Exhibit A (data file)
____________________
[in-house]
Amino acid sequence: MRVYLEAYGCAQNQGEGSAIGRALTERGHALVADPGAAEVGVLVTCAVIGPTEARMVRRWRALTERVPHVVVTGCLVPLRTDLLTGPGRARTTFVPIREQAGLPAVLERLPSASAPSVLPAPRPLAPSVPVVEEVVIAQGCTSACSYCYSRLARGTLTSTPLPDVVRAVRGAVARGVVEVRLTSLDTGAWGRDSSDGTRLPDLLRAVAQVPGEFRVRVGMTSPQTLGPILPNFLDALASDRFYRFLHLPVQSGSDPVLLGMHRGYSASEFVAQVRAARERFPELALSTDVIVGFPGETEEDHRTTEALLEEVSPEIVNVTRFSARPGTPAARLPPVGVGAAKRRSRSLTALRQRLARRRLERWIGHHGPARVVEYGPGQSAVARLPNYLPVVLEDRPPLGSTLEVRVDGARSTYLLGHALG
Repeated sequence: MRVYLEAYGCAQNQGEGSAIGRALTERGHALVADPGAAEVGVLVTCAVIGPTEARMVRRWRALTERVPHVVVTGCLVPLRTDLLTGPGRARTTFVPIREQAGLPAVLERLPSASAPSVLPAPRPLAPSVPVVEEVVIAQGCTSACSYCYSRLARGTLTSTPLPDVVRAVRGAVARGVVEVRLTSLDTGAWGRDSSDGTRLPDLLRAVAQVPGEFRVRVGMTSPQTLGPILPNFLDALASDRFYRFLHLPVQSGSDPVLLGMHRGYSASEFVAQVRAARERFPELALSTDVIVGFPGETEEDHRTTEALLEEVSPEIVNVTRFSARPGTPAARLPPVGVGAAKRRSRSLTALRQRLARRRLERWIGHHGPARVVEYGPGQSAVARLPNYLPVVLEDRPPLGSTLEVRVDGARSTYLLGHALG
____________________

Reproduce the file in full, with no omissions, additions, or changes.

[in-house]
Amino acid sequence: MRVYLEAYGCAQNQGEGSAIGRALTERGHALVADPGAAEVGVLVTCAVIGPTEARMVRRWRALTERVPHVVVTGCLVPLRTDLLTGPGRARTTFVPIREQAGLPAVLERLPSASAPSVLPAPRPLAPSVPVVEEVVIAQGCTSACSYCYSRLARGTLTSTPLPDVVRAVRGAVARGVVEVRLTSLDTGAWGRDSSDGTRLPDLLRAVAQVPGEFRVRVGMTSPQTLGPILPNFLDALASDRFYRFLHLPVQSGSDPVLLGMHRGYSASEFVAQVRAARERFPELALSTDVIVGFPGETEEDHRTTEALLEEVSPEIVNVTRFSARPGTPAARLPPVGVGAAKRRSRSLTALRQRLARRRLERWIGHHGPARVVEYGPGQSAVARLPNYLPVVLEDRPPLGSTLEVRVDGARSTYLLGHALG
Repeated sequence: MRVYLEAYGCAQNQGEGSAIGRALTERGHALVADPGAAEVGVLVTCAVIGPTEARMVRRWRALTERVPHVVVTGCLVPLRTDLLTGPGRARTTFVPIREQAGLPAVLERLPSASAPSVLPAPRPLAPSVPVVEEVVIAQGCTSACSYCYSRLARGTLTSTPLPDVVRAVRGAVARGVVEVRLTSLDTGAWGRDSSDGTRLPDLLRAVAQVPGEFRVRVGMTSPQTLGPILPNFLDALASDRFYRFLHLPVQSGSDPVLLGMHRGYSASEFVAQVRAARERFPELALSTDVIVGFPGETEEDHRTTEALLEEVSPEIVNVTRFSARPGTPAARLPPVGVGAAKRRSRSLTALRQRLARRRLERWIGHHGPARVVEYGPGQSAVARLPNYLPVVLEDRPPLGSTLEVRVDGARSTYLLGHALG